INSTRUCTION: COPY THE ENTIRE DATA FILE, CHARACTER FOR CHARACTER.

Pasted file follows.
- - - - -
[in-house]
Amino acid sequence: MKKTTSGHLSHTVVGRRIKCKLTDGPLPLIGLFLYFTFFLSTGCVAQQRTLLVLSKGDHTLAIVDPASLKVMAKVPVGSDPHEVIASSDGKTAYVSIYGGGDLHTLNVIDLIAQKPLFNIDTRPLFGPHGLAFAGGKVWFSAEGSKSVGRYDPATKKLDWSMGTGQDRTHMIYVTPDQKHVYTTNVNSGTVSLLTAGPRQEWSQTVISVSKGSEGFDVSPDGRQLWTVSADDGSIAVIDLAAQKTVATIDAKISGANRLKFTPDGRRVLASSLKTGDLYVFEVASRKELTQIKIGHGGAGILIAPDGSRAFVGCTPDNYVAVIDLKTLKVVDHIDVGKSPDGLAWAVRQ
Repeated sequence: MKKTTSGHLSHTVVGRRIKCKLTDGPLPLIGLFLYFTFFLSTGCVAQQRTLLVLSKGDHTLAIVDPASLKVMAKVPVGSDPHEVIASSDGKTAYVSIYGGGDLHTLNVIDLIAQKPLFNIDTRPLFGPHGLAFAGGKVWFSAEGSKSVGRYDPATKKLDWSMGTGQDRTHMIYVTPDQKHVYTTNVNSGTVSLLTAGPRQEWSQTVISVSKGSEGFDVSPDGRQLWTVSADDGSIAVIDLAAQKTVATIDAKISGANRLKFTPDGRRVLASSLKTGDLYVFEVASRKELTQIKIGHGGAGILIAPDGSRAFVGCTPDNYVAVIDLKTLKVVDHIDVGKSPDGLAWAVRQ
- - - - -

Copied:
[in-house]
Amino acid sequence: MKKTTSGHLSHTVVGRRIKCKLTDGPLPLIGLFLYFTFFLSTGCVAQQRTLLVLSKGDHTLAIVDPASLKVMAKVPVGSDPHEVIASSDGKTAYVSIYGGGDLHTLNVIDLIAQKPLFNIDTRPLFGPHGLAFAGGKVWFSAEGSKSVGRYDPATKKLDWSMGTGQDRTHMIYVTPDQKHVYTTNVNSGTVSLLTAGPRQEWSQTVISVSKGSEGFDVSPDGRQLWTVSADDGSIAVIDLAAQKTVATIDAKISGANRLKFTPDGRRVLASSLKTGDLYVFEVASRKELTQIKIGHGGAGILIAPDGSRAFVGCTPDNYVAVIDLKTLKVVDHIDVGKSPDGLAWAVRQ
Repeated sequence: MKKTTSGHLSHTVVGRRIKCKLTDGPLPLIGLFLYFTFFLSTGCVAQQRTLLVLSKGDHTLAIVDPASLKVMAKVPVGSDPHEVIASSDGKTAYVSIYGGGDLHTLNVIDLIAQKPLFNIDTRPLFGPHGLAFAGGKVWFSAEGSKSVGRYDPATKKLDWSMGTGQDRTHMIYVTPDQKHVYTTNVNSGTVSLLTAGPRQEWSQTVISVSKGSEGFDVSPDGRQLWTVSADDGSIAVIDLAAQKTVATIDAKISGANRLKFTPDGRRVLASSLKTGDLYVFEVASRKELTQIKIGHGGAGILIAPDGSRAFVGCTPDNYVAVIDLKTLKVVDHIDVGKSPDGLAWAVRQ